Hi, this is Embry writing today. Joe thought it would be fine for me to add to his blog from time to time. You might like to hear a second perspective on our “Big Trip,” one which will likely be considerably less humorous but decidedly more factually accurate.
We now have settled down in Southern Spain for a couple of weeks, and so far it’s quite fun. We are living as “normal Spaniards” (such as one can do having a vocabulary that is limited to please, thank you, good day, and about five other words). But we are enjoying the relaxed pace of this city by the sea (third largest in Spain with a metro population of over 2.5 million). We have exchanged our house for the apartment of Juan and Vincen, who are at this moment in our house on Macomb Street , D.C. We are briefly sharing quarters with their daughter, until she leaves for spring break later this week. We just did our grocery shopping and discovered that prices are good here. A large shopping cart of groceries with meat, wine, and vegetables was about $50.
I will not go back over the delightful cruise and our three “land-based tours” of Madeira, Seville, and Granada (the Alhambra). I know that Joe has given you a funny rendition (although exaggerated at times) of that great experience. The cruising was relaxing and the tours were fascinating.
I thought that perhaps you might be interested in why we are doing this in the first place. It was my idea that “someday” when I “retired” (neither of these concepts very concrete in themselves) I would “bum around the world without flying” (a concept that was a TOTAL fantasy that somehow involved trains and freighters). As the “someday” and “retirement” slowly came to mean “maybe next year,” one day this fantasy again came into our conversation; and Joe called my bluff, by saying “Can I come, too?” After recovering from my surprise, I said “Sure!” and the planning for the Big Trip began. He started from the point of view of “complete luxury” and I started from the point of view of “trains and freighters.” (I realize there has been a previous blog concerning the Episcopalian and Presbyterian approach to these things.) We compromised somewhere in between these two extremes.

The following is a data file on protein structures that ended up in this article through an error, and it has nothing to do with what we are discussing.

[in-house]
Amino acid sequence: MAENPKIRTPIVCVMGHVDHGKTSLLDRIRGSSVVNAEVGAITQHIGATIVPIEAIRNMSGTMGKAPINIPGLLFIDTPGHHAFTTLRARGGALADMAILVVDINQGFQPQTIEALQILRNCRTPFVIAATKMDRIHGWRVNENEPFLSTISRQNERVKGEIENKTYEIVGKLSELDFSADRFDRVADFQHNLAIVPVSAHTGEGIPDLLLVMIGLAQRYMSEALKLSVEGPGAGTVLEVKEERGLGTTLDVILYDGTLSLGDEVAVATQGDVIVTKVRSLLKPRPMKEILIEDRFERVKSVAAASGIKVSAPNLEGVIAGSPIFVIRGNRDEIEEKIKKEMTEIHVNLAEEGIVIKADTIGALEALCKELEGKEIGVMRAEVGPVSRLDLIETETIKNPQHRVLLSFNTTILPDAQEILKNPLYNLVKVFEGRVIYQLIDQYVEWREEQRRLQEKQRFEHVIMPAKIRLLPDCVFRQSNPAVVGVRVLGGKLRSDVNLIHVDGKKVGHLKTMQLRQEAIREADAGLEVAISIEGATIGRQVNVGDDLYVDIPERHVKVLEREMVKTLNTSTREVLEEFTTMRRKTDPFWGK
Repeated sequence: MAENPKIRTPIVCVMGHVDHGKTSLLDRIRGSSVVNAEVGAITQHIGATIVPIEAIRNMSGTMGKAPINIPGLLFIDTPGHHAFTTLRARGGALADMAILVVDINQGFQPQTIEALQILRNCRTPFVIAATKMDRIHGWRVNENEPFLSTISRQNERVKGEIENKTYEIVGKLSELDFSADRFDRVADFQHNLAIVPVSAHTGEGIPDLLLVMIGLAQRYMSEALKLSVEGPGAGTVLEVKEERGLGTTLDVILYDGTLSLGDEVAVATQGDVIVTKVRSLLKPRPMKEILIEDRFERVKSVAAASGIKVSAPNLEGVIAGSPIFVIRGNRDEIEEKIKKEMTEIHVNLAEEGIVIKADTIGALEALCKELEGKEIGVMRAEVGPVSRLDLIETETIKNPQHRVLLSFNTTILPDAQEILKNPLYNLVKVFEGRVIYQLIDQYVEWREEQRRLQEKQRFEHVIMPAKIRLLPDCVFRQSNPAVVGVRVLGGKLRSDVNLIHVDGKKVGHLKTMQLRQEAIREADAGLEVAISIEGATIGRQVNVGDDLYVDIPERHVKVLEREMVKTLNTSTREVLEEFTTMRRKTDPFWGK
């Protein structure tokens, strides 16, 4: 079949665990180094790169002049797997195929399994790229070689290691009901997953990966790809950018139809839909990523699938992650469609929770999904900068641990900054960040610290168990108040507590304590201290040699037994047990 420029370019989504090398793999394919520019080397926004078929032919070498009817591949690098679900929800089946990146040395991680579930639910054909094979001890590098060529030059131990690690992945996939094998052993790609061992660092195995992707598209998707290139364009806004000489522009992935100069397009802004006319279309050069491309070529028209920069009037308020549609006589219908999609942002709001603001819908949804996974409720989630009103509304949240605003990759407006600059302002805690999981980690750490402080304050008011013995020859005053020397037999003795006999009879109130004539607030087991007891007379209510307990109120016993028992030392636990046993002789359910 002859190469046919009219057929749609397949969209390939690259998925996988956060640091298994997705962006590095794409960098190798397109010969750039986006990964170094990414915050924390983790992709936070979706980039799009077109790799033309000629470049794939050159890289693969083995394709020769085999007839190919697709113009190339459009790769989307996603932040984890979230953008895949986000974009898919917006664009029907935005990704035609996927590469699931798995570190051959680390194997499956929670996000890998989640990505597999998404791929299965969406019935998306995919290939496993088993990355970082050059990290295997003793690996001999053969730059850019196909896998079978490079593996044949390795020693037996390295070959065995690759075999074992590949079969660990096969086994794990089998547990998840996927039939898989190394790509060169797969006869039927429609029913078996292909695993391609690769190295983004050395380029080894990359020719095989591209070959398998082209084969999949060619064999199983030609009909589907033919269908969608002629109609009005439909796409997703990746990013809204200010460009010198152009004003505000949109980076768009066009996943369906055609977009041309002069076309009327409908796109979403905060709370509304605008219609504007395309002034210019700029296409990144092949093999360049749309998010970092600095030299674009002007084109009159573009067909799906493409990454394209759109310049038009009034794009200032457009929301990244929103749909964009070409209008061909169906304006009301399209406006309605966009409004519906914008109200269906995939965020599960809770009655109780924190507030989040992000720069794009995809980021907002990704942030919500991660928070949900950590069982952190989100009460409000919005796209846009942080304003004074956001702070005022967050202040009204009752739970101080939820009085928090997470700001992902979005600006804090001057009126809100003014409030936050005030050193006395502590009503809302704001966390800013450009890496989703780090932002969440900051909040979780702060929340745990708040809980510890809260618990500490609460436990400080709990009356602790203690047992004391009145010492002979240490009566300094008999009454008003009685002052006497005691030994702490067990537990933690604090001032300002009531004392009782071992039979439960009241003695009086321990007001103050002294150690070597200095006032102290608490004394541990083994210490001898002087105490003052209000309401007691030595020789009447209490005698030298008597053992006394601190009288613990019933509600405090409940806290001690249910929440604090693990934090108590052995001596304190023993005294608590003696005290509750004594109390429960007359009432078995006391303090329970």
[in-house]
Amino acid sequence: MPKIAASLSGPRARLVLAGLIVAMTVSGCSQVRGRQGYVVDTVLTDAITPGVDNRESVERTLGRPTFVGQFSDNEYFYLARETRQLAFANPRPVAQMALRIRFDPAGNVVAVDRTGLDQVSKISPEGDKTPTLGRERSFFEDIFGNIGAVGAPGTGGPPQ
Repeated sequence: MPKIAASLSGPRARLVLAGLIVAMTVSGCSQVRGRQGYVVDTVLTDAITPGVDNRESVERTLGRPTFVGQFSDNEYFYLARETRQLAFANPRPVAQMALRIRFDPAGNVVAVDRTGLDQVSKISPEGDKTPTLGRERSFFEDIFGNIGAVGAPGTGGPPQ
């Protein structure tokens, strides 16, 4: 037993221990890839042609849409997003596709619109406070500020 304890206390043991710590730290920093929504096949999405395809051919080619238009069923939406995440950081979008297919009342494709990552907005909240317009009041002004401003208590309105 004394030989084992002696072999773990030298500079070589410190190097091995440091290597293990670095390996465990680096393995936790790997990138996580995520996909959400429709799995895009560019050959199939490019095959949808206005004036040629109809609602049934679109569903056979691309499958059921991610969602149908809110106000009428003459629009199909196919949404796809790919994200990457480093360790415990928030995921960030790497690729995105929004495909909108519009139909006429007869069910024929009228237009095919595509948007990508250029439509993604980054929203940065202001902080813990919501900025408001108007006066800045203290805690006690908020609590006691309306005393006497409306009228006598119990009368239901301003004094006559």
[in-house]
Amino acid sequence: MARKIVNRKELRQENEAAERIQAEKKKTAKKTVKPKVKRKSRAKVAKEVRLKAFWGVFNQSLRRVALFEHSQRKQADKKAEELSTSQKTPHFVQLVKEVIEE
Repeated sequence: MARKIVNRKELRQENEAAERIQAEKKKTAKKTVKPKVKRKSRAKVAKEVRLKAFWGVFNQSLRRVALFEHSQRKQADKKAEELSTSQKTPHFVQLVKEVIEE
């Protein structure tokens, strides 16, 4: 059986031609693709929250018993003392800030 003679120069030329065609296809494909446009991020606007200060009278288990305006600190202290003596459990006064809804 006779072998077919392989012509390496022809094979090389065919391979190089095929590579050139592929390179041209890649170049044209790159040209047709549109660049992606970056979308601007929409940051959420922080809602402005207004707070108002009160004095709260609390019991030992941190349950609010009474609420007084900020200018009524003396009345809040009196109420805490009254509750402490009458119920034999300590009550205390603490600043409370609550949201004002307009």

We discovered that there are plenty of really nice trains in places we wanted to go, but that “freighters” don’t exist any more. It would have to be either cruise ships or container ships, and we settled on one of each (mostly due to scheduling issues in getting across the Atlantic and the Pacific–the options are limited). Joe also was practical in insisting we enlist the help of two excellent travel agents, one of whom helped us plan and make all the reservations for the cruise and Europe, and another who planned the wonderful trip around China. Part of the planning was—not surprisingly—the budget. One problem with retiring is you have lots of time, but no pay check. However, we have McGraw-Hill (former employer) and the Social Security Administration to thank for helping to solve this problem. So, after many complicated logistical and budgetary decisions, our four-month-around-the-world-without-flying trip itinerary emerged. The trip has several “legs”, of which we are now in the third (Valencia).
This leg was planned purely by chance. We didn’t want to be constantly on the move, since taking it slowly was the whole point. Our friends had successfully exchanged houses, so we posted ours on HomeExchange.com, asking for an exchange in early April somewhere in the southern part of Europe, knowing our cruise would take us into the Mediterranean about that time. Juan and Vincen responded (he had studied in Washington and wanted to return with her during Easter break time), so here we are!
That’s just a bit more on why we are doing what we are doing, and why we are where we are, for you today. Now it’s time for a good book and a nap!